August 2017

Hey, Microlimp

Solitaire is not a social game. If I open a Solitaire game I don't need to log in. All I want to do is play the game.

I deleted your stupid Solitaire game because instead of letting me play it started doing something with "save data" in "the cloud."

Why the hell do I need to save missile-firing Solitaire games in the missile-firing CLOUD???

© Thursday,  August 31, 2017  Kevin McGehee


Is It September Yet?

<checks to see if college football has started>

Dammit.

© Wednesday,  August 30, 2017  Kevin McGehee


If I Were in Charge, 2

All uses of the phrase "new normal" would incur cruel and unusual punishment.

Which would make the punishment a new normal, and by definition not unusual...

© Tuesday,  August 29, 2017  Kevin McGehee


Of Wolves and Men

Having recently posted a "filk" of a song by Steppenwolf, I thought I ought to finally get around to reading the Hermann Hesse novel that the band's name cites.

First I looked the work up on Wikipedia, and found that it

reflects a profound crisis in Hesse's spiritual world during the 1920s while memorably portraying the protagonist's split between his humanity and his wolf-like aggression and homelessness.

Both of my e-published short stories have touched on this human duality, so I was immediately interested.

I found it available as an ebook but given the Wikipedia description I decided to hold off on buying it until I had read the free sample. Unfortunately I didn't get far.

In the preface, Hesse's protagonist meets the man, Harry Haller, who is the "Steppenwolf," when the latter takes a room at his aunt's house. He invites Haller to a lecture by "a celebrated historian, philosopher, and critic, a man of European fame," who instantly disappoints Haller merely by flattering the audience. Hesse's protagonist somehow manages to read an entire, eloquent critique of early 20th-century Western civilization in Haller's fleeting expression. I couldn't help but imagine the "Steppenwolf" having an identical disappointment upon reading the paragraph.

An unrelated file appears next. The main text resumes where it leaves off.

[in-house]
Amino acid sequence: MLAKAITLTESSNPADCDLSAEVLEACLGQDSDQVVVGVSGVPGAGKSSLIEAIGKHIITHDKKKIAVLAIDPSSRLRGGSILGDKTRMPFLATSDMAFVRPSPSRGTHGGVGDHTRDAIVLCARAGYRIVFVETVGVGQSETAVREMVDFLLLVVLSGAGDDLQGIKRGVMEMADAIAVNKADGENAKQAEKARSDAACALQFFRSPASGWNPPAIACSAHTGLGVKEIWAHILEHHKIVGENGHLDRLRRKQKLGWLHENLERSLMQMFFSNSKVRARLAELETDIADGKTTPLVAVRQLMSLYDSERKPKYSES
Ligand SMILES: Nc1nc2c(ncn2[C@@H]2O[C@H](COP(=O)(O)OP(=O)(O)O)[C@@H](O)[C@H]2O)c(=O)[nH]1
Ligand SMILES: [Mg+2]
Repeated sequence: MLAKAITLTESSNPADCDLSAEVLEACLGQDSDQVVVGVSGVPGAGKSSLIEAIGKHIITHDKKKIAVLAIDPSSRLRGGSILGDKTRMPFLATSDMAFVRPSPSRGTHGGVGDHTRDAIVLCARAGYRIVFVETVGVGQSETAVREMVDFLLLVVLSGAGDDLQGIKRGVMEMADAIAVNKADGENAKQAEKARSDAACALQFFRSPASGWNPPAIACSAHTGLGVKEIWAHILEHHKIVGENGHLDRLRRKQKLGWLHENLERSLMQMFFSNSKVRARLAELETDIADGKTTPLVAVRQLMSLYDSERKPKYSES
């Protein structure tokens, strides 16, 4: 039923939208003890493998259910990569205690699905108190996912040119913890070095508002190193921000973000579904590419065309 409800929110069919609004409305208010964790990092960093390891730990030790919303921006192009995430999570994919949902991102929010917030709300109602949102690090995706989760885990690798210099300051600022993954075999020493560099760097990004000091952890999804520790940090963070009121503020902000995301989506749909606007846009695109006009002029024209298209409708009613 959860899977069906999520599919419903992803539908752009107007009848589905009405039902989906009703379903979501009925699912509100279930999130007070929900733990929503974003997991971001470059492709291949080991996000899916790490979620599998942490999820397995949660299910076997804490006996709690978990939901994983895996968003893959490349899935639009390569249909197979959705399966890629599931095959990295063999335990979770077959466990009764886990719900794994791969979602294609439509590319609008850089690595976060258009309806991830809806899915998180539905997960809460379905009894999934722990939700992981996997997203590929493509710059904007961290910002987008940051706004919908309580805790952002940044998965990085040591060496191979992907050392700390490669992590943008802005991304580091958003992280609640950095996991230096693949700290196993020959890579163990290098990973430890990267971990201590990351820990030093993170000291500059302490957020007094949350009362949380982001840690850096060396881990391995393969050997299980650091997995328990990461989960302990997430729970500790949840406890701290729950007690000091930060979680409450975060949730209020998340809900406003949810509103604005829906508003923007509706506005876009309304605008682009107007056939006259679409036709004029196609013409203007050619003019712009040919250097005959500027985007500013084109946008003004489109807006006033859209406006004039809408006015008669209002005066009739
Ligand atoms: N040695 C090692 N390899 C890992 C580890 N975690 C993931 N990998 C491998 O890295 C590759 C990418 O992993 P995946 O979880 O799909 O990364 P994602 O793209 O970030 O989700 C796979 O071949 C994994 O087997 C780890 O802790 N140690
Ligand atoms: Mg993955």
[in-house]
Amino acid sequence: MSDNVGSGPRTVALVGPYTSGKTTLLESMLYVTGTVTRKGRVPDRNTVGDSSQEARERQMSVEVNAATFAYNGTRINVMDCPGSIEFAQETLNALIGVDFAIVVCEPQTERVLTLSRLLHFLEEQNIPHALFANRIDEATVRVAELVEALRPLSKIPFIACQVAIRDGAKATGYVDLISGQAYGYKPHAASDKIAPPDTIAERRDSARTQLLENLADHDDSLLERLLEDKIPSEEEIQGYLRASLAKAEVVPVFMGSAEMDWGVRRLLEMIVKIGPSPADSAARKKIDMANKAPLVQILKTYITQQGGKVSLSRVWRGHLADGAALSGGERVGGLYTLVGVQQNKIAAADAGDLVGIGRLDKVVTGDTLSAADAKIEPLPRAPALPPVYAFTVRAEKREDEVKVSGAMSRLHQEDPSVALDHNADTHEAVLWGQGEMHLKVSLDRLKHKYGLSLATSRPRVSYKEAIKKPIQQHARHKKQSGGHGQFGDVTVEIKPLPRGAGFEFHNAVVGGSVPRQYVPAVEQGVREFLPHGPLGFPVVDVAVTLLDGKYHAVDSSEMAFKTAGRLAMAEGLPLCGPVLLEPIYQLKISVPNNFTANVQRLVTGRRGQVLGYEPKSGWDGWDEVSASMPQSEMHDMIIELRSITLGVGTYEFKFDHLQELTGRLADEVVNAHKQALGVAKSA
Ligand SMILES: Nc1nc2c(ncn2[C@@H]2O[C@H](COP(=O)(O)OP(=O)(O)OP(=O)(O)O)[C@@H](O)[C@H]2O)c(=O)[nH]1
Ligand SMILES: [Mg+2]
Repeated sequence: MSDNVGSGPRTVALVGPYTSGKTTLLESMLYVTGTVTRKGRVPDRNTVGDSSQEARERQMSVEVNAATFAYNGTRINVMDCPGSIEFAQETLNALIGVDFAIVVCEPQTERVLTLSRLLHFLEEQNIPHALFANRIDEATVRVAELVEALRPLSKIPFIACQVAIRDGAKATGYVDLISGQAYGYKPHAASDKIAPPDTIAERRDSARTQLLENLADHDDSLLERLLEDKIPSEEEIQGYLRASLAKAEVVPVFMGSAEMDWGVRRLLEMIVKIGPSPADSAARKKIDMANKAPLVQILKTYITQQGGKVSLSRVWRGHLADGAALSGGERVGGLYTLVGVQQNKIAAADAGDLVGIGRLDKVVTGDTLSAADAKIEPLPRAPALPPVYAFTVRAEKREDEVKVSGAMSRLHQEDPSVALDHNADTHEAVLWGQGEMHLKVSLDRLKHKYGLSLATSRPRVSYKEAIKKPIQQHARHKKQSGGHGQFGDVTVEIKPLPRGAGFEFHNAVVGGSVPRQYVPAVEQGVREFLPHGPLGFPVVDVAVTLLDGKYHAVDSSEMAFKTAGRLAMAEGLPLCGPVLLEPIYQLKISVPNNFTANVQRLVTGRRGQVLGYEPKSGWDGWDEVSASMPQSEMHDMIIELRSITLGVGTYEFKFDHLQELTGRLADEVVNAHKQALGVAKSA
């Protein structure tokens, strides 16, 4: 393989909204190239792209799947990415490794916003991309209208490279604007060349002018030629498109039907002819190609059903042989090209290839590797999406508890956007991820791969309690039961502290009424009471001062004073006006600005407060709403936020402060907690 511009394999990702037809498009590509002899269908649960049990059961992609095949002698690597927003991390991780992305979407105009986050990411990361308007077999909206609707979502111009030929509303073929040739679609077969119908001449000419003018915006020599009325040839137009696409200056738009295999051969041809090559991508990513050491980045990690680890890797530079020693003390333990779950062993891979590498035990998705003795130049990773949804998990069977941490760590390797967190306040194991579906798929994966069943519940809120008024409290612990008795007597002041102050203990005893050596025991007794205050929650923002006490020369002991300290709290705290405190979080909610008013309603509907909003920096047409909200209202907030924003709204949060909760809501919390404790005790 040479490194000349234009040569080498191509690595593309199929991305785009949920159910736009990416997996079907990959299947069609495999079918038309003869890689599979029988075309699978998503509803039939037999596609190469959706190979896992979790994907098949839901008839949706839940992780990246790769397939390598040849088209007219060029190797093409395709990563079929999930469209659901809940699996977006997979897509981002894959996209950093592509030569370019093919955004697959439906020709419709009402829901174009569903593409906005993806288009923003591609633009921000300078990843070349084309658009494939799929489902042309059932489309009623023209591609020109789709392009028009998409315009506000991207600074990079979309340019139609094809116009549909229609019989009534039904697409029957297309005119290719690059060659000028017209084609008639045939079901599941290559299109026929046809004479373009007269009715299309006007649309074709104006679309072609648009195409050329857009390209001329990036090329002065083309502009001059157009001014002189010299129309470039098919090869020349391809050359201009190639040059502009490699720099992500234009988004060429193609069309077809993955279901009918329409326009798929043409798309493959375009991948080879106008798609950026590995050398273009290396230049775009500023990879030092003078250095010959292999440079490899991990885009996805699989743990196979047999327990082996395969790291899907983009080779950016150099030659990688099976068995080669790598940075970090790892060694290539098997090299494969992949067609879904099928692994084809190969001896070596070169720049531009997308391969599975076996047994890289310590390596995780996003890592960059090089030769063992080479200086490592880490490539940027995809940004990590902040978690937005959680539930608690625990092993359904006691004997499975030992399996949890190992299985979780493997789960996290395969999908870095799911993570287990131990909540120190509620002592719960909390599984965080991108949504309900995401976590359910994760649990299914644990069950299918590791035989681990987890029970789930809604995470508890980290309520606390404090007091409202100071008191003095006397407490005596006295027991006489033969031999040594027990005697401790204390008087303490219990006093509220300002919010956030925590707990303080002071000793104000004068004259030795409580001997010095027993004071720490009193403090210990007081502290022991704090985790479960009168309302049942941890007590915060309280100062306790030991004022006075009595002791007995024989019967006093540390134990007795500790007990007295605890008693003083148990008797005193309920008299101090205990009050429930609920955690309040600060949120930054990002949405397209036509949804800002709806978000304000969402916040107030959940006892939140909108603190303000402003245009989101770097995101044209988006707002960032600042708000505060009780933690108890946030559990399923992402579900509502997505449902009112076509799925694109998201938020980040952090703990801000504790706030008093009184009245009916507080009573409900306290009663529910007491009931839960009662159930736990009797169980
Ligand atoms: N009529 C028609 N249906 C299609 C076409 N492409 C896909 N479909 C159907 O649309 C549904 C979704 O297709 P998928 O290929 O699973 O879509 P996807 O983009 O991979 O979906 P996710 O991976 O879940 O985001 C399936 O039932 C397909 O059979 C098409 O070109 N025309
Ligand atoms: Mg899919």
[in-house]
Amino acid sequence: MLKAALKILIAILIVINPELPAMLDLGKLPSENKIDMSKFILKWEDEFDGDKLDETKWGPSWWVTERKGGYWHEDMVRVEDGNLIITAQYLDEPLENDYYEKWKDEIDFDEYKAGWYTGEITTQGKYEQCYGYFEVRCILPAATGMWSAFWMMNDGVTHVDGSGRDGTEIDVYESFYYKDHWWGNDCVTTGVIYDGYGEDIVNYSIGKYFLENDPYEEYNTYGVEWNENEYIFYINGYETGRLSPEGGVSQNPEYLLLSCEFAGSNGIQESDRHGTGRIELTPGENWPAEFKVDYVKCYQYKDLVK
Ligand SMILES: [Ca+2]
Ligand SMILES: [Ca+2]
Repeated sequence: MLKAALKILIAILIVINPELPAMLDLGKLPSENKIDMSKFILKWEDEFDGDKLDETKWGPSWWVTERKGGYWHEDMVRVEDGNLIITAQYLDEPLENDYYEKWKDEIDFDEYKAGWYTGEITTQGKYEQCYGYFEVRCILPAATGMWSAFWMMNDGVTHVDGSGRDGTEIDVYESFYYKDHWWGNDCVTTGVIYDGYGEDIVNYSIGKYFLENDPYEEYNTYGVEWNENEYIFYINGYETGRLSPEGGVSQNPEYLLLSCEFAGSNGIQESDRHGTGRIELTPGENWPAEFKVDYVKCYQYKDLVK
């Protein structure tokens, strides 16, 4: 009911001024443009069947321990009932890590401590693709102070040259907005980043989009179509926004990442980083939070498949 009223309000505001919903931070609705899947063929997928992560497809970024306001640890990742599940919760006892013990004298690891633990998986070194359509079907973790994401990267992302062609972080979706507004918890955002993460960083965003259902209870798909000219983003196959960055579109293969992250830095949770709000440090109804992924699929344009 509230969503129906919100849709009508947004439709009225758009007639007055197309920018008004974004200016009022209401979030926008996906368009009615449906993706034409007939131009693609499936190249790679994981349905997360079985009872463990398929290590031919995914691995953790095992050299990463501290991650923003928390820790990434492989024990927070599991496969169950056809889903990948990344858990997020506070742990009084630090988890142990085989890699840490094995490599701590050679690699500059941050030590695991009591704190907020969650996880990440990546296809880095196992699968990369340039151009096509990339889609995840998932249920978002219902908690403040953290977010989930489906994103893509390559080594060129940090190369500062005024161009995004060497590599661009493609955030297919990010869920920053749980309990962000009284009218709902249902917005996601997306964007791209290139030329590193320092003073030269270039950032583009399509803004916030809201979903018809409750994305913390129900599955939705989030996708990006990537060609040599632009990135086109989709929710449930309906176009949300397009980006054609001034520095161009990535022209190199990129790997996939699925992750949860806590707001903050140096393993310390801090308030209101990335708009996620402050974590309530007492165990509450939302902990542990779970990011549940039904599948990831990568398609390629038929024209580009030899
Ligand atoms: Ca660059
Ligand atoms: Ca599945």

I'll say this about the theme as described by Wikipedia's editoriat, since I doubt I'd ever get through the novel itself.

As the story begins, the hero [Haller] is beset by reflections on his being ill-suited for the world of everyday, regular people, specifically for frivolous bourgeois society. In his aimless wanderings about the city he encounters a person carrying an advertisement for a magic theatre who gives him a small book, Treatise on the Steppenwolf. This treatise, cited in full in the novel's text as Harry reads it, addresses Harry by name and strikes him as describing himself uncannily. It is a discourse on a man who believes himself to be of two natures: one high, the spiritual nature of man; the other is low and animalistic, a "wolf of the steppes". This man is entangled in an irresolvable struggle, never content with either nature because he cannot see beyond this self-made concept.

One of the things about cowboy fiction that distinguishes it from most other genres is that it often places the characters in a wild situation where whatever civilized sensibilities upon which they might have built their self-image will be challenged, with life-or-death stakes. This is not to say that cowboy stories were the first to do this; James Fenimore Cooper's Natty Bumppo tales, of which only the last actually takes place in what we now think of as cowboy country (though several decades early), may be the first American examples.

The usual outcome of a cowboy story is that the good guy, who champions the moral code of the civilized but resorts to lethal necessity in extremis, wins out over those who have shed not only the trappings but the ethos of civilization. The latter have resolved the duality issue by going all-wolf; the former, by recognizing and to some extent domesticating his inner wolf in service to his humanity.

The theme is that people need both facets of their humanity to survive in a world of blood and dirt. Civilization is no better served by those who keep their monster irretrievably caged even in case of need, than by those who feed their inner angel to it and let it rampage uncontrolled.